I wasn't sure what to write about today - hey, it's all new to me. But then when our day was racing with continuous stream of client concerns and we were operating on a patient over the lunch break it hit me. I need to talk about that patient - the one we were operating on over lunch.
Hip dislocation or luxation. Many people have likely heard of someone experiencing a luxated joint. Well, this injury commonly occurs after some form of trauma - usually in our field involving a vehicle. Sometimes we can manipulate the limb back in to joint, but the longer the patient has been dislocated the less likely this will be successful. Generally we need access within 12 hours for the best chances of correction. Even then, due to the need to place the patient in a sling (and our patients are animals) for several weeks it may fail.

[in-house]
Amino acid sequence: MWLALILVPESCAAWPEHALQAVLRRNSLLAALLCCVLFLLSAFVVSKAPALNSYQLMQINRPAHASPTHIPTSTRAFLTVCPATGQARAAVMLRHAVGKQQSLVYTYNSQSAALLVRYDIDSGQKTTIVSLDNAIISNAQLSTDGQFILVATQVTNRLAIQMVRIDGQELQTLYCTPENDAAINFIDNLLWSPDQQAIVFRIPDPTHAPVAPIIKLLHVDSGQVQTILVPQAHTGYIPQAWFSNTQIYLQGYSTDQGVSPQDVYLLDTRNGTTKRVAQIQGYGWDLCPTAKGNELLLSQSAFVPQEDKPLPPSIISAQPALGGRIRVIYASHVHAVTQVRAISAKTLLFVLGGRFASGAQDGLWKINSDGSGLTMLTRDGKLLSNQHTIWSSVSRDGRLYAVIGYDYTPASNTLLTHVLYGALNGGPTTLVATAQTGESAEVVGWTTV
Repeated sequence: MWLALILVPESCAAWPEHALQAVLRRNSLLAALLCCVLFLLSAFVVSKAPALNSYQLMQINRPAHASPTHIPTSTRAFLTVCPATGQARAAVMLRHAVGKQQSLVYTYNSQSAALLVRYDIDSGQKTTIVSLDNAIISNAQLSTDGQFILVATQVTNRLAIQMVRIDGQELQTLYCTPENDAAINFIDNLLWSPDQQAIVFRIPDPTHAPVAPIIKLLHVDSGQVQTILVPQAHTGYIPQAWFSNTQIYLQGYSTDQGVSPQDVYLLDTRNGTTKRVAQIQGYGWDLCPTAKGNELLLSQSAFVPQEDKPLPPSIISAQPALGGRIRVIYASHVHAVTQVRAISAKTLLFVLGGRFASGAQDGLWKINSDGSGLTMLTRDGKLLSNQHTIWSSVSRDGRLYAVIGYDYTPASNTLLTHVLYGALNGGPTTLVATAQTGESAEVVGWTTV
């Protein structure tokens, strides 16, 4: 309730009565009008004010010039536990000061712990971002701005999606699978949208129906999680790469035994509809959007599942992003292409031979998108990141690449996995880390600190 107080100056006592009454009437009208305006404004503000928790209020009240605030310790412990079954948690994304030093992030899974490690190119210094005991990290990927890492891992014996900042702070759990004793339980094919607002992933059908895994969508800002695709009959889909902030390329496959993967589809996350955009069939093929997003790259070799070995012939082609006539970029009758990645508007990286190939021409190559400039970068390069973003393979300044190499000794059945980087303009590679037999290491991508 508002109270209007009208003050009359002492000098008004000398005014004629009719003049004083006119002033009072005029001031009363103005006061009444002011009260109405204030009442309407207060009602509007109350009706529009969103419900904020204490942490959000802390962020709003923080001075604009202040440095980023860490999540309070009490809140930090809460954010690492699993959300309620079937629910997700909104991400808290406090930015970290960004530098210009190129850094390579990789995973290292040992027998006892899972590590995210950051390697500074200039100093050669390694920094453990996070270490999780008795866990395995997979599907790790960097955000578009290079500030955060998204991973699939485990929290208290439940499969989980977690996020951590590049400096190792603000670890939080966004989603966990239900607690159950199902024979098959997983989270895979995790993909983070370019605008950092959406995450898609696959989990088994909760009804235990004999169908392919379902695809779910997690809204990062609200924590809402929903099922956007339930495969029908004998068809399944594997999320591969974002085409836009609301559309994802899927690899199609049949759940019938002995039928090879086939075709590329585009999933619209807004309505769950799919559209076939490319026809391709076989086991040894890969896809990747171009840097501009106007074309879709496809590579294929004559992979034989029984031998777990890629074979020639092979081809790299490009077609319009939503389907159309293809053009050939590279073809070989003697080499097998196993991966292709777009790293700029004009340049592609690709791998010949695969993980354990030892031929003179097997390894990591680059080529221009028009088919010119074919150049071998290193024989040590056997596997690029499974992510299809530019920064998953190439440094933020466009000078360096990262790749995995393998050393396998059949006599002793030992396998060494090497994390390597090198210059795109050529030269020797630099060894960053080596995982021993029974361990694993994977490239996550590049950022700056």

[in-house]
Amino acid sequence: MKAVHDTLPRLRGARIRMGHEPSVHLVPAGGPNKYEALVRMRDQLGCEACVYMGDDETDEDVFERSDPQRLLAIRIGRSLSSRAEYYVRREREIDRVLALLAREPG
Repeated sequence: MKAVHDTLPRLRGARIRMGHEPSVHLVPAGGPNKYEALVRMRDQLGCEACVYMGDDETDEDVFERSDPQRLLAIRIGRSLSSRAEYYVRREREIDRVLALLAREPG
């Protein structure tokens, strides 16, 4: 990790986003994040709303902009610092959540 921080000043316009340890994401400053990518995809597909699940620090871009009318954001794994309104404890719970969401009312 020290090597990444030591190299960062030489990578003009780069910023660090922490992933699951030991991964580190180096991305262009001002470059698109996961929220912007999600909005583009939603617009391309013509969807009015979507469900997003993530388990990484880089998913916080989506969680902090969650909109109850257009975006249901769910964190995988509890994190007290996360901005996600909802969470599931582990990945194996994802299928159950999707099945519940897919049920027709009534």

So, a limp that is non-weight bearing without direct explanation (wound, nail injury, etc.) warrants an immediate medical examination.
And you may have gathered that we were unable to correct or reduce the luxation. Let me talk about one of his contributing reasons for this injury. He was a 1 year old intact male dog (not neutered). He was roaming his territory. He also presented 2 days after the incident.